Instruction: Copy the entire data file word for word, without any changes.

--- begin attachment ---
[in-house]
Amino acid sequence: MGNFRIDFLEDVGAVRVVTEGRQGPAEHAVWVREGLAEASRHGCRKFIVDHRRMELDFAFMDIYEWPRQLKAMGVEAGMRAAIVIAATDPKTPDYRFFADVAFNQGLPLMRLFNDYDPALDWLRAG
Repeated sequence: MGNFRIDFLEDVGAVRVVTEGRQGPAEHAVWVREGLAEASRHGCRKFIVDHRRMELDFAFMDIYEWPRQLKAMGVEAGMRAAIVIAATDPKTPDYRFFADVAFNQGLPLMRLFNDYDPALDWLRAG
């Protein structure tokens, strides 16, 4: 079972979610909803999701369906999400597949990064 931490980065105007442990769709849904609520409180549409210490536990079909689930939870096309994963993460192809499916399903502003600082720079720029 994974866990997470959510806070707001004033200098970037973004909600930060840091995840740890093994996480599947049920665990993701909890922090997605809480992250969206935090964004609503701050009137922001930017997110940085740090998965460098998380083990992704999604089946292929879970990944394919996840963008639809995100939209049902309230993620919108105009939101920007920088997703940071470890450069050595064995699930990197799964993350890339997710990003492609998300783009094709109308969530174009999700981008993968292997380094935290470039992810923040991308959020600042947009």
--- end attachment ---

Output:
[in-house]
Amino acid sequence: MGNFRIDFLEDVGAVRVVTEGRQGPAEHAVWVREGLAEASRHGCRKFIVDHRRMELDFAFMDIYEWPRQLKAMGVEAGMRAAIVIAATDPKTPDYRFFADVAFNQGLPLMRLFNDYDPALDWLRAG
Repeated sequence: MGNFRIDFLEDVGAVRVVTEGRQGPAEHAVWVREGLAEASRHGCRKFIVDHRRMELDFAFMDIYEWPRQLKAMGVEAGMRAAIVIAATDPKTPDYRFFADVAFNQGLPLMRLFNDYDPALDWLRAG
């Protein structure tokens, strides 16, 4: 079972979610909803999701369906999400597949990064 931490980065105007442990769709849904609520409180549409210490536990079909689930939870096309994963993460192809499916399903502003600082720079720029 994974866990997470959510806070707001004033200098970037973004909600930060840091995840740890093994996480599947049920665990993701909890922090997605809480992250969206935090964004609503701050009137922001930017997110940085740090998965460098998380083990992704999604089946292929879970990944394919996840963008639809995100939209049902309230993620919108105009939101920007920088997703940071470890450069050595064995699930990197799964993350890339997710990003492609998300783009094709109308969530174009999700981008993968292997380094935290470039992810923040991308959020600042947009």